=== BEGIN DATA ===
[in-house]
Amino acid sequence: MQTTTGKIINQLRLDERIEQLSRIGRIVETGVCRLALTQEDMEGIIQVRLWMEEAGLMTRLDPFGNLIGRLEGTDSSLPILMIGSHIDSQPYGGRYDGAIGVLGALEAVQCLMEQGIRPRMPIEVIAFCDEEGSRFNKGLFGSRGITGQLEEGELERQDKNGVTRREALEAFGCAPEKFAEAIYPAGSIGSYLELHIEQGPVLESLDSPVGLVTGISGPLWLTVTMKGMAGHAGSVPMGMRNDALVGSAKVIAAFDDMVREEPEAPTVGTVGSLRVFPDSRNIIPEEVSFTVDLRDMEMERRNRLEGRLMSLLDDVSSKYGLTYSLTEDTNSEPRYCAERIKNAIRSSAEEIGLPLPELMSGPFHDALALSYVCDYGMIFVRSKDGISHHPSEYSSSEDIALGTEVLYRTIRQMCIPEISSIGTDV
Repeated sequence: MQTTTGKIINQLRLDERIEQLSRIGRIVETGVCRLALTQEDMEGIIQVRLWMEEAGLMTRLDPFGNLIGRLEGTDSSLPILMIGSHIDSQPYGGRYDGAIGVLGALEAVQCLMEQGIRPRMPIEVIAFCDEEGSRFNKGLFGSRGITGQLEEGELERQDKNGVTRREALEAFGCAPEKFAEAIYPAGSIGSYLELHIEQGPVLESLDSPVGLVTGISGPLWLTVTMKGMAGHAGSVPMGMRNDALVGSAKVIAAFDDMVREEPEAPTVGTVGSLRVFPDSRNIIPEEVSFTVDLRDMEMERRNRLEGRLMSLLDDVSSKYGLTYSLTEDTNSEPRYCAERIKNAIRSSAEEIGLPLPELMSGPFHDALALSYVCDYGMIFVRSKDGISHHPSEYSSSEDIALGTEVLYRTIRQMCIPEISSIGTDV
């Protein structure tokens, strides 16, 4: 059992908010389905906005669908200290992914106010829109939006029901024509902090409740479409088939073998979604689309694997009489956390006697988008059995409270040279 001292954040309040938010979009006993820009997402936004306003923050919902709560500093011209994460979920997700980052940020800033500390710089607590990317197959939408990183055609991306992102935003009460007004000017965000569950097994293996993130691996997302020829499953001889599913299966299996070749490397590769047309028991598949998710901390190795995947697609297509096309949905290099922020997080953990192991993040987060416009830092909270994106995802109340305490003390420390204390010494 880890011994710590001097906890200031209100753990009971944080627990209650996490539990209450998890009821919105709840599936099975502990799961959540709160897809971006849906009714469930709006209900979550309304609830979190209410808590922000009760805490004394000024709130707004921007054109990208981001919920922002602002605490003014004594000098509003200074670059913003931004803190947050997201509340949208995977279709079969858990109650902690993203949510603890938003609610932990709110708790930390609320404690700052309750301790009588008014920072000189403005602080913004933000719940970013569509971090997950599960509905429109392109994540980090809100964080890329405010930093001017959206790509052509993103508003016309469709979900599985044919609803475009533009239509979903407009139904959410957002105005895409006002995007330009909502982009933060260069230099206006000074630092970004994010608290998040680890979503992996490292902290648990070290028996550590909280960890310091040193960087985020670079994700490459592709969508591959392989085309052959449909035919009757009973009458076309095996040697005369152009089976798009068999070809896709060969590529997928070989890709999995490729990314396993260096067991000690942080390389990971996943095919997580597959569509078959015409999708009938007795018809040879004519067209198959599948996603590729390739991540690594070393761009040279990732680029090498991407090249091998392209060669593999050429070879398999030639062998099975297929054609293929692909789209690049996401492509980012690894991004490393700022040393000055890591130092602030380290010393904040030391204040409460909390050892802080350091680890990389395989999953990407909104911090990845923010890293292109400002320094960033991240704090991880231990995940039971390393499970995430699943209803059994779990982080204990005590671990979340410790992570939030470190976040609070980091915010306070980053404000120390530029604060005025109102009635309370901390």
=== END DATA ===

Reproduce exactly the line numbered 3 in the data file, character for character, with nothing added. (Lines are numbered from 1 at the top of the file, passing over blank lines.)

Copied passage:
Repeated sequence: MQTTTGKIINQLRLDERIEQLSRIGRIVETGVCRLALTQEDMEGIIQVRLWMEEAGLMTRLDPFGNLIGRLEGTDSSLPILMIGSHIDSQPYGGRYDGAIGVLGALEAVQCLMEQGIRPRMPIEVIAFCDEEGSRFNKGLFGSRGITGQLEEGELERQDKNGVTRREALEAFGCAPEKFAEAIYPAGSIGSYLELHIEQGPVLESLDSPVGLVTGISGPLWLTVTMKGMAGHAGSVPMGMRNDALVGSAKVIAAFDDMVREEPEAPTVGTVGSLRVFPDSRNIIPEEVSFTVDLRDMEMERRNRLEGRLMSLLDDVSSKYGLTYSLTEDTNSEPRYCAERIKNAIRSSAEEIGLPLPELMSGPFHDALALSYVCDYGMIFVRSKDGISHHPSEYSSSEDIALGTEVLYRTIRQMCIPEISSIGTDV